December 13, 2021
To meet people where they’re at, addiction counsellor Kim Olsen provides walk-in hours on Wednesdays at the Hanna Learning Centre in the town’s Provincial Building. Photo supplied.
Story by Tracy Kennedy
For a person in the thick of addiction, hope sometimes comes in the form of a kind word and a juice box.
And though it may appear as a simple solution to a complex problem, a few moments of compassion and care may be the highlight of someone’s week when they drop in to Alberta Health Services’ (AHS) addiction and mental health walk-in clinic in Hanna.
For four hours every Wednesday at the Hanna Learning Centre, AHS addiction counsellor Kim Olsen speaks with vulnerable clients who are facing a range of challenges including addiction, housing insecurity, financial issues and/or mental health challenges. While there is an individualized approach to each client’s treatment, she believes the most important thing is to meet people where they’re at in life.
“Not everybody is ready to enter into recovery at this time on their journey, but it doesn't mean that they won't ever,” says Olsen. “So it’s important to restore some of their faith and their dignity, and to build that connection. The hope is that, over time, they’ll consider making some changes.”
The once-a-week service supplements the supports already taking place at the Addiction and Mental Health Clinic at the Hanna Health Centre Monday to Friday.
The walk-in began in March of this year to help clients who have trouble keeping appointments, or who shy away from going to the hospital or main clinic. It was established offsite at the Hanna Learning Centre as members of the vulnerable population are already comfortable going there for a range of social and employment services. Wednesday was chosen, because it’s the day the Hanna Food Bank provides groceries, and the day court is in session.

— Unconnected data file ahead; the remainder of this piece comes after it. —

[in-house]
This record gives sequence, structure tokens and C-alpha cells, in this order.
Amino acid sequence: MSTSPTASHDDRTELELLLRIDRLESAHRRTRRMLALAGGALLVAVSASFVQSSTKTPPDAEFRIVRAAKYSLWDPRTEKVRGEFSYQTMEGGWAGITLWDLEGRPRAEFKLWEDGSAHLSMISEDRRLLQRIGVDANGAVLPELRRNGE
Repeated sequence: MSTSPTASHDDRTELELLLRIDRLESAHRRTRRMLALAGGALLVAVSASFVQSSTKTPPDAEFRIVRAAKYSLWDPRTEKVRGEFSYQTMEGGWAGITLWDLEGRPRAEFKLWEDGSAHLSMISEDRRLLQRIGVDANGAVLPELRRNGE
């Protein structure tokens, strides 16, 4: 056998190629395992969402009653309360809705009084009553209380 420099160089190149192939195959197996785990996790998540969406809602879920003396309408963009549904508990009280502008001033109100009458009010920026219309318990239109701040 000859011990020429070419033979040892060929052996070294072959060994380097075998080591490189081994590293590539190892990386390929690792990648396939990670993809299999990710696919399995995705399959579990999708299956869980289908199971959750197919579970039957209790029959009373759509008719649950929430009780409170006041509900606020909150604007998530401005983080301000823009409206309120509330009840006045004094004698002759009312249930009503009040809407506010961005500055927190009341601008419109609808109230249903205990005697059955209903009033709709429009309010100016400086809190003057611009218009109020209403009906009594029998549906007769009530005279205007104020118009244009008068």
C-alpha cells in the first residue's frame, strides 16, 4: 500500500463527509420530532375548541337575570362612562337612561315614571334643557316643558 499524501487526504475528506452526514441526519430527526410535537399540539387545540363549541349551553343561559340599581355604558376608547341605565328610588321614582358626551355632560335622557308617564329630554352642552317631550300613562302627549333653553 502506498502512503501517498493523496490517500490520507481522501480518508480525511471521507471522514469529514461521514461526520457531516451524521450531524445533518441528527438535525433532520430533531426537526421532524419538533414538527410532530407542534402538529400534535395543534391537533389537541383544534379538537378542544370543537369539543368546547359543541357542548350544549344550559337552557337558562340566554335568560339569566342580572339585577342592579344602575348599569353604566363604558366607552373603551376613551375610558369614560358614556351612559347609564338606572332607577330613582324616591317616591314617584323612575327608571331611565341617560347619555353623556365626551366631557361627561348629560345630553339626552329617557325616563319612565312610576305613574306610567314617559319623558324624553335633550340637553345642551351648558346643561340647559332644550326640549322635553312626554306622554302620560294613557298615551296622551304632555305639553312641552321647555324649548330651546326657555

Olsen further broke down the barriers to accessing support by coordinating the donation of granola bars, snack-size puddings and juice boxes from a local church. Turning Point, a local harm-reduction agency, has since come on board to also provide assistance to clients if needed.
The walk-in has proven so successful that Drumheller and Wainwright addiction and mental health teams are launching their own similar programs in the New Year.
Donna Mirus, manager for addiction and mental health in AHS Central Zone’s rural east, says she’s proud of Olsen’s creative approach and adds she’s gone above and beyond to support clients, especially during the pandemic.
“I sat in on a session with the client’s consent, and I got a sense of the hope that’s offered when the world feels unsafe and lonely for our clientele,” says Mirus.
“He was quite depressed and said his substance use was up. Kim asked him to consider just one small thing that brings a smile to his face. He said he was going to treat himself to an ice cream cone — one small goal until next week’s session. It was remarkable. Kim said though the man doesn’t have a lot of hope, he returns each week, and she continues to plant the seed to bring hope or change.”
For her part, Olsen says much of the drop-in service is about safety and connection.
“It's checking in with a client about their worries, such as whether they have a place to stay. It’s about making sure they have access to clean supplies and food, and really focusing on keeping them safe. It gives them something to look forward to every week, somewhere where they can connect and feel supported,” says Olsen.
“Each client should know they are worthy of care, dignity and belonging.”
The addiction and mental health walk-in takes place Wednesdays from 12 p.m. to 4 p.m. at the Hanna Learning Centre. The Hanna Addiction and Mental Health Clinic is located at the Hanna Health Centre, which can be reached for intake and appointment at 403-854-5276. For 24/7 assistance, call the Mental Health Helpline toll-free at 1-877-303-2642 or the Addiction Helpline at 1-866-332-2322.